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Life After Ebay…

Naturally, since beginning this jaunt into ecommerce, I’ve had my head firmly lodged up the ass of research, and let me tell you, the buzzword of the day is –

Multi-chaneling.

It means to diversify your options, do not put all of your proverbial eggs in the theoretical basket. It is also defined, in ecommerce terms, as removed thy heiney from ebay’s greedy grasp.

For all you bargain hunters, there are legions of sellers who are no longer using ebay to hock their wares. So where do you find these fabulous goods?

Let me tell you….

Froogle, otherwise known as Google Base. On the google home page, click that “more” link on the top right of the window, then hit ‘froogle’. What this will give you is a search engine (what google is best at) of all products for sale online at that particular moment. Google has announced they will be moving this little window to the front page, renaming it Google Base, sometime before the holidays.

Cons: Products must be submitted to Froogle/Google Base for inclusion. Google’s ‘bots do not surf the ‘net looking for your next big bargain. Also, sometimes the links to a specific product listing do not work, especially in the case of ebay. I don’t know why, so don’t ask.

ioffer. The search function is not as thorough as I’d like it to be and it’s not as convenient to complete payment for a transaction as ebay, but there are no fees on items listed on ioffer lite, anything under $4.99 until the end of the year. Also, it’s not an auction format, but set price, and you can negotiate. As a seller, you can post something “or best offer” and let the fur flying begin.

Yahoo. Not just the shopping, they have auctions too! Sellers like it cuz there are no fees, but I’ve heard numerous seller complaints of NPB or Non-paying bidders. According to the auction watch on PowerSellersUnited.com, yahoo is actually second to ebay in terms of listings. That says nothing about the conversion rates, ie. the rate at which listed auctions sell.

Personally, I just started listing at yahoo and haven’t had a single nibble. This was after however many months of fighting with their identity verification process. Yeesh.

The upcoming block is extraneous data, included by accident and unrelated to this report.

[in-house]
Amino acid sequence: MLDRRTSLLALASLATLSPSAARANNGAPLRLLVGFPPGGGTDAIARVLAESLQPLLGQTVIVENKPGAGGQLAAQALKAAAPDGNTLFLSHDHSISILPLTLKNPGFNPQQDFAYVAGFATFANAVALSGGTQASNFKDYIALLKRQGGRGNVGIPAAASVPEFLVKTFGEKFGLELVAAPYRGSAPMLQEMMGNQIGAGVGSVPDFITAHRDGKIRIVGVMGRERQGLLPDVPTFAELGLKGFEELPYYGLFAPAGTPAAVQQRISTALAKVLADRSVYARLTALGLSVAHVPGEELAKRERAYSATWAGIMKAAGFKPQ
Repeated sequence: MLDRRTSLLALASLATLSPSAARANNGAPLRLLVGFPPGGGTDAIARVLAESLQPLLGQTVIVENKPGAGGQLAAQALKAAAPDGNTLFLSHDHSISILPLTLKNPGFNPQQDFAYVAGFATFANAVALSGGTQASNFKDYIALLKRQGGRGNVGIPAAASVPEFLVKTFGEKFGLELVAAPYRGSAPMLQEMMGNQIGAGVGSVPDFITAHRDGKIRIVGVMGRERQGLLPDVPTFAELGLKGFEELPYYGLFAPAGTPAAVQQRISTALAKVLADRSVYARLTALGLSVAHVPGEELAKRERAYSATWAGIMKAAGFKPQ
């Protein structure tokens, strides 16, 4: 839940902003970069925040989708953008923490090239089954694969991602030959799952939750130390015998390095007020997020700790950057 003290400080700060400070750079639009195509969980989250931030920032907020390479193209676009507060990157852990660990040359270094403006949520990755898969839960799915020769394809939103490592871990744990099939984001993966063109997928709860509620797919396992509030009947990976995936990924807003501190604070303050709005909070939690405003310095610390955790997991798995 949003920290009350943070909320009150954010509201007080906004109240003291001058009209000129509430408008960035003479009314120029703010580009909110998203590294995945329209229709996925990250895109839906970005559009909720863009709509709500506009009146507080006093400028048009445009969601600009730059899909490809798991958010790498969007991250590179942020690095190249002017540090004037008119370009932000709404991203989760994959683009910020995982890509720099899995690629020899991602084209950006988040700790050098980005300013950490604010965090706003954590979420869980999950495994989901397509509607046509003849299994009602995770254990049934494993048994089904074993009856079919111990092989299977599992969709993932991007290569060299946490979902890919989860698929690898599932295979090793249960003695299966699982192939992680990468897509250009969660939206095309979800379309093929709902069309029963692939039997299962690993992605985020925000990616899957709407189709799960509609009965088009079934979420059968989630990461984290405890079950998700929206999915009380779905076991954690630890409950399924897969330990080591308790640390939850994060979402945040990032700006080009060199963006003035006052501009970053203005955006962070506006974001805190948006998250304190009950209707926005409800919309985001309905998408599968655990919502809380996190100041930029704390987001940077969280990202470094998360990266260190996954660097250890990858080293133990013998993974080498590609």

But while on the topic of the PSU auction watch, anyone interested in buying or selling online should check it out for information on all the major online market venues.

Overstock – yes, they have auctions too, not just big merchant sellers. However, their fees are only second to ebay’s. I’m registered but have yet to list anything. I’ll let you know when I do and what the outcome is.

Bidville – I’ve been listing here periodically, and only had a couple of bites so far. Mind you, I only utilize these sites to drive people to my store, so it is possible someone purchased from me after seeing a listing there. No insertion fee, 5% final value fee (Or whatever they call it)

Although not listed on the chart, there’s also Amazon. A couple of years ago, I liquidated a bunch of books I had here because they were running a sale on a month of their seller’s program. Otherwise, their fees do add up in a big fat hurry, and honestly, I’m not certain anything outside of books, cds or dvds does very well over there. It’s be interesting to hear someone else’s opinion on it.

There are many, many other venues out there, many of which you find listed somewhere on PSU. Bidfind and Bidhopper are actually search engines for online auctions, but much like Froogle/Google Base, they only list what they’re given and don’t troll on their own. However, it might still save you time if you’re looking for something specific rather than browsing.

Support the independent business owner. We all know by now that big corporations aren’t helping us out – Enron, Exxon and the $400 million dollar parachute, outsourcing, etc.

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